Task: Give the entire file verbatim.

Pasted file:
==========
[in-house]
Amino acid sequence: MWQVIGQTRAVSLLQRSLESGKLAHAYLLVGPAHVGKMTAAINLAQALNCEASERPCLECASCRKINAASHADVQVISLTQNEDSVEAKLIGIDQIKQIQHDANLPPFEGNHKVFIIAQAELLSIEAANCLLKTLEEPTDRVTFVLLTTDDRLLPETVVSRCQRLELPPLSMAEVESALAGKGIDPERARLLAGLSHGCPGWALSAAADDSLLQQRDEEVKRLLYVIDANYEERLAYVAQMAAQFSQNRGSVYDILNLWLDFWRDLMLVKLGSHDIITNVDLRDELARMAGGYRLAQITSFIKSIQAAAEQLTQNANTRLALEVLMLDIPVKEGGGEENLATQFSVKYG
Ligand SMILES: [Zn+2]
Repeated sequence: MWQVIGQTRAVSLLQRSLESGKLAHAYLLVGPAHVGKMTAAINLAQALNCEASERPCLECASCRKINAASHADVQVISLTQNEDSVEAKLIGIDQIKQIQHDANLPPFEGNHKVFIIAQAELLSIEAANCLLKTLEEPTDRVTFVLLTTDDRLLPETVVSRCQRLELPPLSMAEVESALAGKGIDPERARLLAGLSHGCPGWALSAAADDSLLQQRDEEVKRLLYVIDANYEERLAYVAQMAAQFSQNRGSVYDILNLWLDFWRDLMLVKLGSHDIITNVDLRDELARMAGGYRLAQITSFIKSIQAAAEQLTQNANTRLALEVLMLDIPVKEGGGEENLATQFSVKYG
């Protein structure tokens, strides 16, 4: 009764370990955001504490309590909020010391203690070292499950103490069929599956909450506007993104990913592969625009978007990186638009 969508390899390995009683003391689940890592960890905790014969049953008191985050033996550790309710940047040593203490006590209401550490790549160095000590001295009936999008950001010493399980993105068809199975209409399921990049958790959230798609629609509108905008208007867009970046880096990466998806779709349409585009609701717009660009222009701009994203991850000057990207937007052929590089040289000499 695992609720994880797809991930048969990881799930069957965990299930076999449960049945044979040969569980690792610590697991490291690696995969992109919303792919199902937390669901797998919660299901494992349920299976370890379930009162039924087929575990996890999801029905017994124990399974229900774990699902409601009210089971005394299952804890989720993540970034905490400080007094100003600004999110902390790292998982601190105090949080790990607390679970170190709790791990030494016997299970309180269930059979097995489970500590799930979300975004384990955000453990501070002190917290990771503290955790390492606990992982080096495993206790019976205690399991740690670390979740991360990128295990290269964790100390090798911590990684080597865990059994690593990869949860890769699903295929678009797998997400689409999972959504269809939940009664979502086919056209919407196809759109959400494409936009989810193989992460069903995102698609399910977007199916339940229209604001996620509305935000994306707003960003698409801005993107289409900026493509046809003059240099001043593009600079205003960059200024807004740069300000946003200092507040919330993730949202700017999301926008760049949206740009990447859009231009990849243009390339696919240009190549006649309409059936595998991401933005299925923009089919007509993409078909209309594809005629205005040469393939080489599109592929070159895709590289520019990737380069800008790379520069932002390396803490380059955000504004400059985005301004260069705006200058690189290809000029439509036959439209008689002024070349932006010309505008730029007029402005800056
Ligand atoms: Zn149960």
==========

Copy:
[in-house]
Amino acid sequence: MWQVIGQTRAVSLLQRSLESGKLAHAYLLVGPAHVGKMTAAINLAQALNCEASERPCLECASCRKINAASHADVQVISLTQNEDSVEAKLIGIDQIKQIQHDANLPPFEGNHKVFIIAQAELLSIEAANCLLKTLEEPTDRVTFVLLTTDDRLLPETVVSRCQRLELPPLSMAEVESALAGKGIDPERARLLAGLSHGCPGWALSAAADDSLLQQRDEEVKRLLYVIDANYEERLAYVAQMAAQFSQNRGSVYDILNLWLDFWRDLMLVKLGSHDIITNVDLRDELARMAGGYRLAQITSFIKSIQAAAEQLTQNANTRLALEVLMLDIPVKEGGGEENLATQFSVKYG
Ligand SMILES: [Zn+2]
Repeated sequence: MWQVIGQTRAVSLLQRSLESGKLAHAYLLVGPAHVGKMTAAINLAQALNCEASERPCLECASCRKINAASHADVQVISLTQNEDSVEAKLIGIDQIKQIQHDANLPPFEGNHKVFIIAQAELLSIEAANCLLKTLEEPTDRVTFVLLTTDDRLLPETVVSRCQRLELPPLSMAEVESALAGKGIDPERARLLAGLSHGCPGWALSAAADDSLLQQRDEEVKRLLYVIDANYEERLAYVAQMAAQFSQNRGSVYDILNLWLDFWRDLMLVKLGSHDIITNVDLRDELARMAGGYRLAQITSFIKSIQAAAEQLTQNANTRLALEVLMLDIPVKEGGGEENLATQFSVKYG
């Protein structure tokens, strides 16, 4: 009764370990955001504490309590909020010391203690070292499950103490069929599956909450506007993104990913592969625009978007990186638009 969508390899390995009683003391689940890592960890905790014969049953008191985050033996550790309710940047040593203490006590209401550490790549160095000590001295009936999008950001010493399980993105068809199975209409399921990049958790959230798609629609509108905008208007867009970046880096990466998806779709349409585009609701717009660009222009701009994203991850000057990207937007052929590089040289000499 695992609720994880797809991930048969990881799930069957965990299930076999449960049945044979040969569980690792610590697991490291690696995969992109919303792919199902937390669901797998919660299901494992349920299976370890379930009162039924087929575990996890999801029905017994124990399974229900774990699902409601009210089971005394299952804890989720993540970034905490400080007094100003600004999110902390790292998982601190105090949080790990607390679970170190709790791990030494016997299970309180269930059979097995489970500590799930979300975004384990955000453990501070002190917290990771503290955790390492606990992982080096495993206790019976205690399991740690670390979740991360990128295990290269964790100390090798911590990684080597865990059994690593990869949860890769699903295929678009797998997400689409999972959504269809939940009664979502086919056209919407196809759109959400494409936009989810193989992460069903995102698609399910977007199916339940229209604001996620509305935000994306707003960003698409801005993107289409900026493509046809003059240099001043593009600079205003960059200024807004740069300000946003200092507040919330993730949202700017999301926008760049949206740009990447859009231009990849243009390339696919240009190549006649309409059936595998991401933005299925923009089919007509993409078909209309594809005629205005040469393939080489599109592929070159895709590289520019990737380069800008790379520069932002390396803490380059955000504004400059985005301004260069705006200058690189290809000029439509036959439209008689002024070349932006010309505008730029007029402005800056
Ligand atoms: Zn149960």